Street Vendors

Ethan Kent, Enrique Penalosa, and Jonathan Crush offer contrasting perspectives on the effect of informal street vending on public spaces.
Apr 2, 2013   Next City
Jeremy Smerd describes the competition over sidewalk space in New York, as commerce overflows out of buildings and into public space.
May 2, 2012   Crain's New York Business
Noah Kazis considers three success stories for public space in Mexico City, taking streets back from both automobiles and – believe it or not – street vendors.
Mar 22, 2012   Streetsblog
Across the city, in areas as diverse as tourist friendly Venice Beach and the largely immigrant community of Westlake, local officials are leading the charge to crack down on illicit street vending.
Jan 10, 2012   New York Times
The food truck phenomenon is here to stay and stimulating tangential industries that include truck outfitters, permit expediters, lawyers lobbyists, website designers, and marketing professionals.
Oct 24, 2011   The Atlantic
Local residents bring life back a desolate line of shops in Oak Cliff, a streetcar suburb of Dallas, overnight. The intention of the Better Block project is to demonstrate the value of pedestrian friendly spaces and encourage future investments.
Sep 14, 2010   Go Oak Cliff
Vancouver's streets are buzzing with a new wave of street food vendors, part of a pilot program to expand formalized informal commerce downtown.
Jul 15, 2010   Globe and Mail
A radio interview in Chicago talks about the merits of street food and the historical reasons for restrictions on vendors.
Jan 23, 2010   WGN Radio 720
Blogger and landscape architect Lisa Town gathers a few D.I.Y. tables and chairs designed for creating instant public seating space for street food, including a hydrant tabletop.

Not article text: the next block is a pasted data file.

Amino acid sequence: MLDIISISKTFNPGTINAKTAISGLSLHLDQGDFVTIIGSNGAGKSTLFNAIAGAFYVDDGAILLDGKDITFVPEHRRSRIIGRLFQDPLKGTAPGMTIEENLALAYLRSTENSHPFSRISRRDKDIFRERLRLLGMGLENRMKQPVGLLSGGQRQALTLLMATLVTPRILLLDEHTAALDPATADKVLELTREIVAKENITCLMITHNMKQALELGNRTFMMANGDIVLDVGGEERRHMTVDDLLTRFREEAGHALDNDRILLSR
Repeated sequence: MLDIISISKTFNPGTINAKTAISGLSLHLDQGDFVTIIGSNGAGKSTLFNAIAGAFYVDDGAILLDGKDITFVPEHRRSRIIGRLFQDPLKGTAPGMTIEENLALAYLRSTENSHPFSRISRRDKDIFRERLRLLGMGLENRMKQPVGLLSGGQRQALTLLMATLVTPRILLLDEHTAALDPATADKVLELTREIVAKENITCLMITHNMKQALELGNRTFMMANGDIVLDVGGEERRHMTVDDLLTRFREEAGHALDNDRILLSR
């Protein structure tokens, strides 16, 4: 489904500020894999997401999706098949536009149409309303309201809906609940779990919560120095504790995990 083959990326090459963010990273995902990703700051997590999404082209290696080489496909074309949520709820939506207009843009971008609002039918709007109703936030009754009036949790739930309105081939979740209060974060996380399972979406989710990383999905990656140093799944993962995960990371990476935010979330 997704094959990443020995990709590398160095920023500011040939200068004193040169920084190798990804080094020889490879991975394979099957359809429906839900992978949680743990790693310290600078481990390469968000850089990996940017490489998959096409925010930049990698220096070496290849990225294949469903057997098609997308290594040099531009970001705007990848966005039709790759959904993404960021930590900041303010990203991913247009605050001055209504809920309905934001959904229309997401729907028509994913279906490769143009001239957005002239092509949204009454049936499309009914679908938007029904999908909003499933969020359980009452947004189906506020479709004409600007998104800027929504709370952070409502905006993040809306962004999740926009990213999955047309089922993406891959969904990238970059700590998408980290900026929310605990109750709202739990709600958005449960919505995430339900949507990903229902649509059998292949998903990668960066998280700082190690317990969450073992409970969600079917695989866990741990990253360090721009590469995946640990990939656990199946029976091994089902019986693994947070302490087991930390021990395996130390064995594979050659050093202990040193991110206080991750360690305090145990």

Jan 13, 2010   Inspiration Wall
These two posts from <em>BLDGBLOG</em> look at an innovative project that visually explains the convoluted policies and rules of New York City tenant rights and street vending regulations.
Dec 20, 2009   BLDGBLOG
I couldn't resist. I knew it was going to be a madhouse in downtown L.A. for Michael Jackson's memorial service, but I had to go see what it was like -- not because I'm a super fan, but purely for the urban novelty of a huge swath of downtown closed off for thousands of fans and mourners. But what really struck me as I was wandering around amongst the masses was the huge percentage of them that were neither fans nor mourners. Lined along the sidewalks leading to the memorial's venue were dozens of vendors, selling everything you could think of with Michael Jackson's name or face pasted on. From buttons to t-shirts to hand-painted portraits, the informal economy was booming down at MJ Central. Opinion
Jul 7, 2009   By Nate Berg